The Naturalist's Corner: Ridin’ the tideWritten by Don Hendershot
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On a recent trip to Isle of Palms, South Carolina, we had access to a sea kayak and decided to take advantage. There’s a pretty dramatic tide at Isle of Palms with currents to match so you have to plan your trip accordingly. We weren’t heading anywhere in particular so we just waited for high tide and spent a couple of hours exploring the nearby marsh.
There was a small island in the marsh between where we were staying and the Intracoastal Waterway – it looked to be about .2 of a mile away. I pulled a coastal map up online and saw that the channel from the end of our pier passed right by the island. So the girls (Izzy, age 9 and Maddie, age 5) and I decided we would go island exploring.
We launched during slack tide after the high tide had come in. It was a nice, easy paddle to the island and we found a good spot to beach our kayak. We strode ashore the island, which was maybe 150 yards long and 15 yards across at the widest point.
It seems “possession” must be hard-wired in the human psyche. We hadn’t been on the island five minutes when the first order of business became naming “our” island. After about five minutes of heated sibling debate, we declared the island Sister Island. But as long as we were naming things, it became apparent that the sea-worthy vessel that brought us to Sister Island also required a name. After another five-minute debate between Isabella and Madelyn, our vessel was christened Mad Bella. Now we were set to explore.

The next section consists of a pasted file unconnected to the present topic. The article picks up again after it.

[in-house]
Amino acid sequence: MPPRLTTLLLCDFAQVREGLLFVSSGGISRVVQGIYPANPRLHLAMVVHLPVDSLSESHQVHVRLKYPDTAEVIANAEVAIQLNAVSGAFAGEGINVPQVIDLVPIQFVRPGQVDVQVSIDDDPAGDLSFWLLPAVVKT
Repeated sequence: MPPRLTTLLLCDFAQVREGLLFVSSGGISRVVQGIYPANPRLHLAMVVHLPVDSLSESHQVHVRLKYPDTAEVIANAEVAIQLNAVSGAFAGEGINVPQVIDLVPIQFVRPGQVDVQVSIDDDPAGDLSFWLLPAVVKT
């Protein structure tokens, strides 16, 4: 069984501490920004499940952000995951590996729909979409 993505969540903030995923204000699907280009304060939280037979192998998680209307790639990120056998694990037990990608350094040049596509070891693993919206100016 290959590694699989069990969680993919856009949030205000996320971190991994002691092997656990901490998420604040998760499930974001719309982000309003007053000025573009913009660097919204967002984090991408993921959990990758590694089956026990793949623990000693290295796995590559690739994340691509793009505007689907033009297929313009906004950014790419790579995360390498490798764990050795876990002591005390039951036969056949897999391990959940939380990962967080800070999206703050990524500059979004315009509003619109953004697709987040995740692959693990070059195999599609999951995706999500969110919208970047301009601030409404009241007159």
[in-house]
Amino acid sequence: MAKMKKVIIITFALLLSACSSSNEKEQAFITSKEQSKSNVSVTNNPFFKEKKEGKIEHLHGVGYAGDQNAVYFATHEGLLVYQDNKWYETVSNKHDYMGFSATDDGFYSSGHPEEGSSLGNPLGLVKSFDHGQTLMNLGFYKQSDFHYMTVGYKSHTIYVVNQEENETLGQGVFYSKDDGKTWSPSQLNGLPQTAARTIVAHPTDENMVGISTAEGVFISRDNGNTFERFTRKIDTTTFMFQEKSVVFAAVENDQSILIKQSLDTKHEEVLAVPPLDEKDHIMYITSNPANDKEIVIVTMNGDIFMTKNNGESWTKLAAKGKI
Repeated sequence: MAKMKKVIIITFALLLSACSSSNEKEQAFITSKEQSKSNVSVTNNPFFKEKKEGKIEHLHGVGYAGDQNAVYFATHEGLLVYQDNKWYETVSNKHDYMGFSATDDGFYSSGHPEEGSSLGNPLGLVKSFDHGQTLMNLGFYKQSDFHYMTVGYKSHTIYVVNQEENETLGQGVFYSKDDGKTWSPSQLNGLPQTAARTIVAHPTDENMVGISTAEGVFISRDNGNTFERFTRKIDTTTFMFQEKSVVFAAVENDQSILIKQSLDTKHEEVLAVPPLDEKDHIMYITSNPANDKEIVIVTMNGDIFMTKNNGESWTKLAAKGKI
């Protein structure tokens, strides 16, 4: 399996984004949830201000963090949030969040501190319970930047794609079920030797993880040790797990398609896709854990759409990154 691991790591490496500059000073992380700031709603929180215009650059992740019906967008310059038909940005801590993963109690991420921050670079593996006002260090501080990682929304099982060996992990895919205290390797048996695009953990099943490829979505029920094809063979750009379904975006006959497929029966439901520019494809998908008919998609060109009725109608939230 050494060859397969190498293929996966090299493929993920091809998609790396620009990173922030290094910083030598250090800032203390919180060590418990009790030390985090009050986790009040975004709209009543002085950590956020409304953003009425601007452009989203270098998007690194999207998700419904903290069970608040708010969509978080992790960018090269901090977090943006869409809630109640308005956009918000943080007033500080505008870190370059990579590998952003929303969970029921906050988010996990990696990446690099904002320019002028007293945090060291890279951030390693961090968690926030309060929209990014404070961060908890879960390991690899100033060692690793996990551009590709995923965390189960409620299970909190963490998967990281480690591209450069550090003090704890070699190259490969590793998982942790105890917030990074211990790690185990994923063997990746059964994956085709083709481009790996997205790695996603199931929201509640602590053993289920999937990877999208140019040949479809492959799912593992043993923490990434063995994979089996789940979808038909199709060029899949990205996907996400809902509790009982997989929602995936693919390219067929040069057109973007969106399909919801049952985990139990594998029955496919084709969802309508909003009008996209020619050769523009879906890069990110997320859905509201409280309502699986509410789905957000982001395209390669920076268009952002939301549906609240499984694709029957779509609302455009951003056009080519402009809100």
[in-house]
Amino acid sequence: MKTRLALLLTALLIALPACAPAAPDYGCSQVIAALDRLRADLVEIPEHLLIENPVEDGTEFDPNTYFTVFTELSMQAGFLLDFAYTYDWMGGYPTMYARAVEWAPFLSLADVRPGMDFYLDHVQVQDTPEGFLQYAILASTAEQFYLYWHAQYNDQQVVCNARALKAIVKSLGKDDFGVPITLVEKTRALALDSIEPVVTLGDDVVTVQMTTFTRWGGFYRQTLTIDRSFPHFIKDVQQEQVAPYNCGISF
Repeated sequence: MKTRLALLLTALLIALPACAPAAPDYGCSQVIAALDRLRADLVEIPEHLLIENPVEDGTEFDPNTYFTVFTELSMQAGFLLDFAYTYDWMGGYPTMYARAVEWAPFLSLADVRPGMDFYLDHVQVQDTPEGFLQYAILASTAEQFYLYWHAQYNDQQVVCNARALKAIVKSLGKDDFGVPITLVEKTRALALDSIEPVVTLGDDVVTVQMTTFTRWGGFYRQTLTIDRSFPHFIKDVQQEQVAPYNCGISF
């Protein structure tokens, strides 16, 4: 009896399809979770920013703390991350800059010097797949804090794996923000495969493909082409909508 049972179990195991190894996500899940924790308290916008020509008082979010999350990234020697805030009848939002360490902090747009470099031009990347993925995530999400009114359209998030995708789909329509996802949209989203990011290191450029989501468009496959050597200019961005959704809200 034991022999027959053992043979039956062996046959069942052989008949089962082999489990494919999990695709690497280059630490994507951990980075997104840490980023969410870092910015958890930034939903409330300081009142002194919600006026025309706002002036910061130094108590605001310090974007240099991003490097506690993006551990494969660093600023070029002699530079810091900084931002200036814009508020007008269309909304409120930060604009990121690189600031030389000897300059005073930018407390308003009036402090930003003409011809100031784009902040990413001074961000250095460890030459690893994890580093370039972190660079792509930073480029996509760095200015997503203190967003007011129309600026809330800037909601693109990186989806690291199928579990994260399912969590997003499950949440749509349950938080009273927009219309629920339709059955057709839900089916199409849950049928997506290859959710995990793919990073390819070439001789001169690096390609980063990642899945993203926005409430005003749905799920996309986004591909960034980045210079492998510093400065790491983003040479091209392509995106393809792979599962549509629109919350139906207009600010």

Believe it or not, there was a lot to explore on that 150-yard spit of terra firma and the only thing shorter than attention spans was the distance to the next discovery. I think that palmetto tree may have finally been acknowledged and substituted for palm tree. However, I’m pretty sure that “Krumholz effect” blew in one ear and out the other faster than the prevailing wind that shaped all the woody vegetation on Sister Island.
Izzy did discover deer tracks but I’m not sure she believed her dad when he told her the dog poop with the bits of shell in it was actually from otters. There were small depressions – maybe 2 1/2 feet in diameter – at both ends of the island that were apparently otter “haul-out” sites and/or bedding sites. You could see faint tracks. They didn’t appear really fresh but that could have been because of the compacted soil above high tide. There were a few empty crab shells scattered around – evidence of an otter picnic – that made great “treasures.”
Of course there was also evidence of pirate activity. But the girls couldn’t come up with an explanation for how Blackbeard’s crew came by Bud Light in a can.
There were enough broken off “tree statues” for climbing and enough treasures to be found that our loop around Sister Island took up the larger part of an hour.
By the time we got back to Mad Bella and launched her for our voyage home the tide was ebbing. Fortunately, it was just beginning to ebb and Izzy was a much stronger paddler than I expected. We cruised back home easily against the tide. Mad Bella was overflowing from all the loot from Sister Island and Maddy, who was a little reluctant at the beginning of the trip looked back and said, “Dad, I’m glad I came kayaking.”